One of the perks of being a professional music journalist is having the opportunity to interview your favorite musicians. Back in 2005, when I was still relatively green at interviewing rock stars, I took full advantage of that perk when Weezer was rolling through town with the Foo Fighters and I sent an interview request to the band’s publicist.
When I was a teenager Weezer was one of favorite bands and I still rock the Blue Album and Pinkerton quite often now that I am closer to my 40s than I am my 20s. I was extremely excited and extremely nervous to have a conversation with Rivers Cuomo and I think the playback of the nearly 30-minute interview reflects that. You see, my conversation with Rivers, which you can stream or download above, is a bit of a tough listen.
Or at least it was for me when I played it back on cassette tape and transferred it to a mp3 file. It was the first time I had listened to the interview since writing this piece five years ago (Note that I also interviewed Dave Grohl for the same article. Maybe I’ll transfer that to mp3 too and post it here next time the Foo Fighters come to town) and I cringed several times last night while playing it back. Hopefully budding music journalists can learn a few lessons of how to conduct interviews if they happen to stumble upon this post. The lessons to be learned here are to come prepared, try to be professional and don’t be nervous.
My attempt at small talk during the beginning of the interview was a massive fail and for some reason I ended a lot of the questions with “is that correct?” I rack that last one up to nervousness. On the plus side, as the interview progresses Rivers opens up a bit and I think that’s because he could tell I’m a very informed fan and critic who came prepared for the interview. Or maybe he could tell I was going down in flames and wanted to provide me with some material I could use for a print article. But enough about my analysis of my unpolished interview skills. You’ll just have to trust me that I have since become better at firing questions at rock stars.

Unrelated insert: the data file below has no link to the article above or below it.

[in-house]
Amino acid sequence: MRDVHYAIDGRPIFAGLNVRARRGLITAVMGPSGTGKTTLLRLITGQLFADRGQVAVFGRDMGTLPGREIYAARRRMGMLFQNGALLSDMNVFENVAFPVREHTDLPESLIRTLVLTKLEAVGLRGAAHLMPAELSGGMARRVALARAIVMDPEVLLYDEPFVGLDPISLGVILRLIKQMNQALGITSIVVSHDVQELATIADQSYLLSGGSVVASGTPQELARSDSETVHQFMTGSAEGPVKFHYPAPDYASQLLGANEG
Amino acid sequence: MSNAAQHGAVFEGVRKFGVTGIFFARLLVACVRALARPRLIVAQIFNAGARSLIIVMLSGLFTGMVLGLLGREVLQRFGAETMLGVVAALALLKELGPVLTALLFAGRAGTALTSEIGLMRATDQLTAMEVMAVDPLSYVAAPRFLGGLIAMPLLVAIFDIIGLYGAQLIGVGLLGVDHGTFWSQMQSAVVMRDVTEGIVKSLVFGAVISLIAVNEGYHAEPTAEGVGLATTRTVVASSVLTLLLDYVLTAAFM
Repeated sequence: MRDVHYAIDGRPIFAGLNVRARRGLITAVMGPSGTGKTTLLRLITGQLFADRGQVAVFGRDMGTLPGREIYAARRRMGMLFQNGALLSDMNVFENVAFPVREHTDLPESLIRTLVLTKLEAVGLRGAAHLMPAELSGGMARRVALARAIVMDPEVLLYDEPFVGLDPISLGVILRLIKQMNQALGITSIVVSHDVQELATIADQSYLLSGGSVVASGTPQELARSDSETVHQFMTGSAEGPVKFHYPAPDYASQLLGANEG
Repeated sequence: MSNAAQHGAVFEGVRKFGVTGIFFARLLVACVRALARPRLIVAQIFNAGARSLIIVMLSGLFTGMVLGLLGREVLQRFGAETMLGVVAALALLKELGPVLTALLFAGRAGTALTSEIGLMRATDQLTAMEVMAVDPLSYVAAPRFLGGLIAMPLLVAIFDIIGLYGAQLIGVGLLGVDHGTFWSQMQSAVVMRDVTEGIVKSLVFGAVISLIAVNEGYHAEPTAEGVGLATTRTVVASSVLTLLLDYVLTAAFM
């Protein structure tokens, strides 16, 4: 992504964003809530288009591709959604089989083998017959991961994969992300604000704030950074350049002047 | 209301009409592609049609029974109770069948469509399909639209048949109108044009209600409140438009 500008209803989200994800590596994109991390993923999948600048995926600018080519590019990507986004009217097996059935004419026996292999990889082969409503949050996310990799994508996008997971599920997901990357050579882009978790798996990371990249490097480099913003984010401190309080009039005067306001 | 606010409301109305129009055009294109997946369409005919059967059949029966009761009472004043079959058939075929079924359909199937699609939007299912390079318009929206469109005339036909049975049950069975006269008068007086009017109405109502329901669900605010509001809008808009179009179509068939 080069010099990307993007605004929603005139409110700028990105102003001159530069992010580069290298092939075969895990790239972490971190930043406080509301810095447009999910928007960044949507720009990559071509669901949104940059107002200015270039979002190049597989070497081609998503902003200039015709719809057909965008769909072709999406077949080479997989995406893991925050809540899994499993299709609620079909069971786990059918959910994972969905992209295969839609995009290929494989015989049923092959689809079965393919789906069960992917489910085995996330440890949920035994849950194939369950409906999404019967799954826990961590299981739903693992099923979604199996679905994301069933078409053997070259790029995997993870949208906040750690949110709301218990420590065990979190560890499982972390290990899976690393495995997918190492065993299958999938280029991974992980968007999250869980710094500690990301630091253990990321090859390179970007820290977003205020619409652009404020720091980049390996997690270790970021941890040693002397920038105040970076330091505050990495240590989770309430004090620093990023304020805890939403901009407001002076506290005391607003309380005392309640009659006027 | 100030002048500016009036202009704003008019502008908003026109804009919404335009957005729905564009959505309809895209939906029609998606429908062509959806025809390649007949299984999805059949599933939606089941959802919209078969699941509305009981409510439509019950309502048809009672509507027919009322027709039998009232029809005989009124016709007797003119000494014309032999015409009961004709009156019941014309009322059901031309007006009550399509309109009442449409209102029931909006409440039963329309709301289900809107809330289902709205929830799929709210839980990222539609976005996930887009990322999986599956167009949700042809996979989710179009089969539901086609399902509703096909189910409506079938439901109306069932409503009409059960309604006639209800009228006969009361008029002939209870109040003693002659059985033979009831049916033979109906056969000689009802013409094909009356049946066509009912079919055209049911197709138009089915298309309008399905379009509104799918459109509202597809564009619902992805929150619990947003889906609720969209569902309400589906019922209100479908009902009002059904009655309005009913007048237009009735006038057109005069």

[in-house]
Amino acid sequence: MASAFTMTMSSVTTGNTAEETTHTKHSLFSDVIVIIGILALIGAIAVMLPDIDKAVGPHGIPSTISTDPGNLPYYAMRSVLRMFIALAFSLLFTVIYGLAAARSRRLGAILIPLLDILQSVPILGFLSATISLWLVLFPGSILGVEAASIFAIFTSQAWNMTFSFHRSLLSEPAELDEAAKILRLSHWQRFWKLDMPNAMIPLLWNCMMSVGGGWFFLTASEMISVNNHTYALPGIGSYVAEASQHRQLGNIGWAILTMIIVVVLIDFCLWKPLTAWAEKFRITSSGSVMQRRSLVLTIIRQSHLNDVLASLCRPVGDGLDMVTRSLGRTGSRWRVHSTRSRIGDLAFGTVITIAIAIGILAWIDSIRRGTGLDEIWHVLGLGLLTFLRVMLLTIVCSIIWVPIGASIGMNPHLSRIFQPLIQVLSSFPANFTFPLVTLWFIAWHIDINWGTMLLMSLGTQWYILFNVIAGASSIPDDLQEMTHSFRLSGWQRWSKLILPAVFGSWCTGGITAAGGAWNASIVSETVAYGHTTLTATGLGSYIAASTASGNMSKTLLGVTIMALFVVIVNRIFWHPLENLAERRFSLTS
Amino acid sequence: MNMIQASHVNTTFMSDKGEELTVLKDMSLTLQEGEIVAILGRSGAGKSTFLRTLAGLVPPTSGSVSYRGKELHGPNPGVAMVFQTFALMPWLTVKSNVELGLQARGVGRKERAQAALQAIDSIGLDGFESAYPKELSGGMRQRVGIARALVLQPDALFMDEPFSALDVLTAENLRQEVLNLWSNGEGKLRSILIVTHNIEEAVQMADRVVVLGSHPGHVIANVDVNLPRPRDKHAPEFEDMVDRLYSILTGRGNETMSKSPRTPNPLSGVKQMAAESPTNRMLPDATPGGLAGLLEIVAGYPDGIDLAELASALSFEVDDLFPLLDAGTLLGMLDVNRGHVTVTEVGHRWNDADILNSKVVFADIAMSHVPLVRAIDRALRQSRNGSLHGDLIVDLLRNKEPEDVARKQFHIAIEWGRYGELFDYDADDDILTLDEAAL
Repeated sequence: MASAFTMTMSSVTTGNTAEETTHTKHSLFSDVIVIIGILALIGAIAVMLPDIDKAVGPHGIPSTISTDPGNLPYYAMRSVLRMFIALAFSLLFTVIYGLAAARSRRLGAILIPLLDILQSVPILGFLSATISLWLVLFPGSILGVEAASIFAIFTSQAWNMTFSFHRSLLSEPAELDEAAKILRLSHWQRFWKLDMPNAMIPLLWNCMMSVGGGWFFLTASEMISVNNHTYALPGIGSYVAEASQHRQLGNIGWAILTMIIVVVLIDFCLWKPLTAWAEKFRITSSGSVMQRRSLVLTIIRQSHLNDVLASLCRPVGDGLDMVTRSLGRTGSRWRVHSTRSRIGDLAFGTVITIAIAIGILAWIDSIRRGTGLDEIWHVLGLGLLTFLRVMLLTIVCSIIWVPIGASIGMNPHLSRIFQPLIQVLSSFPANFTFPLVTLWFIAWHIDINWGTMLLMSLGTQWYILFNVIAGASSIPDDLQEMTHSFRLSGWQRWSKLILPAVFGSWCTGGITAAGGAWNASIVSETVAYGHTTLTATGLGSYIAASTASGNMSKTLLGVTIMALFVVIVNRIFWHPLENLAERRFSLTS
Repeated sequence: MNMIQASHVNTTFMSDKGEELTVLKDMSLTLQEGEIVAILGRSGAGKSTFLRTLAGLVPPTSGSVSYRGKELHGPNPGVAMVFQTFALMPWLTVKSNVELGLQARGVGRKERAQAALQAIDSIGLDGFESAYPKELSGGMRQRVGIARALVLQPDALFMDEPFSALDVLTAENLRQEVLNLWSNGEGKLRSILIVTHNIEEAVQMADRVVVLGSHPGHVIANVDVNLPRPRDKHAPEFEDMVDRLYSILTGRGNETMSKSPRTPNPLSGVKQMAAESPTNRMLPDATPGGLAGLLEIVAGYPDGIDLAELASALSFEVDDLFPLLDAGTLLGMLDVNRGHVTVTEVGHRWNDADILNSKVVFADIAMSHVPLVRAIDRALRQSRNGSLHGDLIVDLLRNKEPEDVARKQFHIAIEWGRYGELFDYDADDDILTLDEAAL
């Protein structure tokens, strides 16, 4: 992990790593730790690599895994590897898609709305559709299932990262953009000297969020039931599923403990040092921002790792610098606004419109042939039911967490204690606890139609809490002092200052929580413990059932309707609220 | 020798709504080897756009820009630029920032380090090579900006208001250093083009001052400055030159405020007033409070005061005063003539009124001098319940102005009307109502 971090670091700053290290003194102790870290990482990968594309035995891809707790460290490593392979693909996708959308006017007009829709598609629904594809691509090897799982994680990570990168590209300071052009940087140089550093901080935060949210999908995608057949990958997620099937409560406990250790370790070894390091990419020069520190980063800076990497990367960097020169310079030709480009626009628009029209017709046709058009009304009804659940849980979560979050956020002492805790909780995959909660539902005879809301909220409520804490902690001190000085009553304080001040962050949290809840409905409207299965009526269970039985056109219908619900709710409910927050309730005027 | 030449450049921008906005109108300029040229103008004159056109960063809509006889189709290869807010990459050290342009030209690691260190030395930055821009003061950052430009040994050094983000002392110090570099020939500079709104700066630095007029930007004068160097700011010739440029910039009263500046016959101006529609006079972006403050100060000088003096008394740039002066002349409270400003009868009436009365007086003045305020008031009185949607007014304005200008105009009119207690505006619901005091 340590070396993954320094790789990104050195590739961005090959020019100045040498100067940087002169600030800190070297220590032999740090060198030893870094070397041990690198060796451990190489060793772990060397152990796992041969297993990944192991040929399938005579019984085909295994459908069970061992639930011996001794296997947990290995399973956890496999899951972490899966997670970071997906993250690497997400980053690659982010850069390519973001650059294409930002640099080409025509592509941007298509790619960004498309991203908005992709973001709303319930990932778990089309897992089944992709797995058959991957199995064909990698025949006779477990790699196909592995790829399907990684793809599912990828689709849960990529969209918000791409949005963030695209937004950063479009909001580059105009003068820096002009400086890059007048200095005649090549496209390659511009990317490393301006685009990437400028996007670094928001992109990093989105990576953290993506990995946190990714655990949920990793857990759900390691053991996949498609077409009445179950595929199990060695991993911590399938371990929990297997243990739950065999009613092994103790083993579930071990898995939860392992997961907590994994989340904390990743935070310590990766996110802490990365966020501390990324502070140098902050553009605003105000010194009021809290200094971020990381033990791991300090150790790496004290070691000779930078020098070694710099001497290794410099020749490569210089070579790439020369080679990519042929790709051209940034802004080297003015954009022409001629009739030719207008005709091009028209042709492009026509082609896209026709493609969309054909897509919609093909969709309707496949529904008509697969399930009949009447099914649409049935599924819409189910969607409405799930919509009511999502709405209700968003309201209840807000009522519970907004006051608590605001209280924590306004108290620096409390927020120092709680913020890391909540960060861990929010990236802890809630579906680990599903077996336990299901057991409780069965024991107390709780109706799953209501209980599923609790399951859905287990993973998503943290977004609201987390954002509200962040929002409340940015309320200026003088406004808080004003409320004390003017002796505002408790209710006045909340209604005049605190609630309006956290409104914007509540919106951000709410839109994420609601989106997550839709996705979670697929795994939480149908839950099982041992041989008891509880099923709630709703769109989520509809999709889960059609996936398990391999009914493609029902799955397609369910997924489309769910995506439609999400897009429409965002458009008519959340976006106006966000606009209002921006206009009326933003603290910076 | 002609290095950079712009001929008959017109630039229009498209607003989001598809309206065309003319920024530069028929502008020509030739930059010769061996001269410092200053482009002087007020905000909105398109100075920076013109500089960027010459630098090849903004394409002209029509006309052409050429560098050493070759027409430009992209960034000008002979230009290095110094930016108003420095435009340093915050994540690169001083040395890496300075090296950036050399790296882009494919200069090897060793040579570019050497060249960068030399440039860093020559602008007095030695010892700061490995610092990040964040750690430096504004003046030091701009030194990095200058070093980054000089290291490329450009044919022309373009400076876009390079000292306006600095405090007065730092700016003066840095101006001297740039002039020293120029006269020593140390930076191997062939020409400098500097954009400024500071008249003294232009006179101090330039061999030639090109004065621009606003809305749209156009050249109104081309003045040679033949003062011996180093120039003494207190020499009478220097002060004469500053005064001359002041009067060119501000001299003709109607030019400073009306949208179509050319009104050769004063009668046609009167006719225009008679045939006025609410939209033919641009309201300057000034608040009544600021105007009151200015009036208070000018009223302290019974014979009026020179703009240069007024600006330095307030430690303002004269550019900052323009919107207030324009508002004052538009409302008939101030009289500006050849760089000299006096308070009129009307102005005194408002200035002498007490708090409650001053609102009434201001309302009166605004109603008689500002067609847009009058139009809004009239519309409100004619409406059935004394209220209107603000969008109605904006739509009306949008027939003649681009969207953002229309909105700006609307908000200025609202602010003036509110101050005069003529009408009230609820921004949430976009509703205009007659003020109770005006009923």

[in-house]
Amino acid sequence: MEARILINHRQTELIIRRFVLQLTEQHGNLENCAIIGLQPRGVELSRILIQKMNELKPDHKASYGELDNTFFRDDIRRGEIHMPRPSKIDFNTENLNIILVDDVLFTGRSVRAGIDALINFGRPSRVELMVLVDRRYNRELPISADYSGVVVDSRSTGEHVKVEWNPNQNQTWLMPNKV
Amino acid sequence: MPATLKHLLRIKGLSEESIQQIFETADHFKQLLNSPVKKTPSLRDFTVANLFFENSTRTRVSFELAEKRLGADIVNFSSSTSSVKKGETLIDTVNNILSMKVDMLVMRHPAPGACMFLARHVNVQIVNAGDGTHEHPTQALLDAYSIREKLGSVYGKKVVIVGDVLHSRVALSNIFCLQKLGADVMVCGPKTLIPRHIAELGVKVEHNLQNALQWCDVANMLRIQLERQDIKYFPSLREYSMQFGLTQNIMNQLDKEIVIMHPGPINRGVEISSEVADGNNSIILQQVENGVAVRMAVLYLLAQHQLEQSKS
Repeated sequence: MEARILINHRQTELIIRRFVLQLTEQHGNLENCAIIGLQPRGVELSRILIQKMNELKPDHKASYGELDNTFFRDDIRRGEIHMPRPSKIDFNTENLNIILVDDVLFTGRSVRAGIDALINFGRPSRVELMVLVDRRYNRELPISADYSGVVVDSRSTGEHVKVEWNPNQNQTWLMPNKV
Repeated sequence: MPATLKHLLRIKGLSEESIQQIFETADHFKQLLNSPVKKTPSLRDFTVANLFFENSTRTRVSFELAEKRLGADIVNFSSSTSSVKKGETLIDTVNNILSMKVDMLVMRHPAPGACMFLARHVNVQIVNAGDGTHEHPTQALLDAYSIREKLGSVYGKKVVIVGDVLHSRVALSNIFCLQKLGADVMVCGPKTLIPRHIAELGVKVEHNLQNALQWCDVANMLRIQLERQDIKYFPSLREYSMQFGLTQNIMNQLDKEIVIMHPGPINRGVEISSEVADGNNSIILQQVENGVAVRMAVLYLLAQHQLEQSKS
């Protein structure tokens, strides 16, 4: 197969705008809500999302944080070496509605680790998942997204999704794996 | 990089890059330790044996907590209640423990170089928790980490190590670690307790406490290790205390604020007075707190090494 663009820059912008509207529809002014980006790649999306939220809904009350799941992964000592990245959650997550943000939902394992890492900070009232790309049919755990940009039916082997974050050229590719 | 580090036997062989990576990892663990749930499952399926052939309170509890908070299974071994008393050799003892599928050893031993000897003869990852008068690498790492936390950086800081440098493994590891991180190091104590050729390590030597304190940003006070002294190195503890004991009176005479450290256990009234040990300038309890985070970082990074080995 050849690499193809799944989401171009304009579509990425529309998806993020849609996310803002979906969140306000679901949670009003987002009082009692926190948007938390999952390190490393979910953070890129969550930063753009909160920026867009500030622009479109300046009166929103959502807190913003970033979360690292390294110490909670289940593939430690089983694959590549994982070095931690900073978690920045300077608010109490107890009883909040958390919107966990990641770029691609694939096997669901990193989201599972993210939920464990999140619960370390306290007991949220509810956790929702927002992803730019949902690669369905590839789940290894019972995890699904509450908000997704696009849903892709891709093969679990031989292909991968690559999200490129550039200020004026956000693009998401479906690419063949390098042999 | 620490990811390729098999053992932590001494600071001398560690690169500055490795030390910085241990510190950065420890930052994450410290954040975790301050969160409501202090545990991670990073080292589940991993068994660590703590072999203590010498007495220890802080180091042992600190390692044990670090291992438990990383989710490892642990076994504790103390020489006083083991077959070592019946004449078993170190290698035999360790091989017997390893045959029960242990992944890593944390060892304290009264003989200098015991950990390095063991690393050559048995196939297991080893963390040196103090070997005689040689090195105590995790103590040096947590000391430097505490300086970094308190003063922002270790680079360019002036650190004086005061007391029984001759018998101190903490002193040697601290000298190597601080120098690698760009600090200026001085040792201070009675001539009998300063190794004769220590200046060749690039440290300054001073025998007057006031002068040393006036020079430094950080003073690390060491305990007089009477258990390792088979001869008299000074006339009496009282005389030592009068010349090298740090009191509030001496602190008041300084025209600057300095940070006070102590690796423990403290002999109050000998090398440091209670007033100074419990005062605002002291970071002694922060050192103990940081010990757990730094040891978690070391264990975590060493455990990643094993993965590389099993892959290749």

Once you get through the awkwardness (you can actually hear me say “awkward” after one question while listening to the interview) there’s actually some pretty good stuff here. Of course all that stuff is from five years ago, but I have yet to read an interview where Rivers talks about his perfectionist tendencies and how the band tweaks its records after each pressing. So bonus points to me for getting that info. Other moments of note are and the parts where he tells me that he misses being with girls (he was celibate and unmarried at the time), the really interesting talk about Pinkerton and when he completely dodges my question about his brother teaching at the University of Washington.
Despite my mixed feelings about the interview I still consider my conversation with Rivers to be a highlight of my career thus far, albeit a slightly awkward highlight.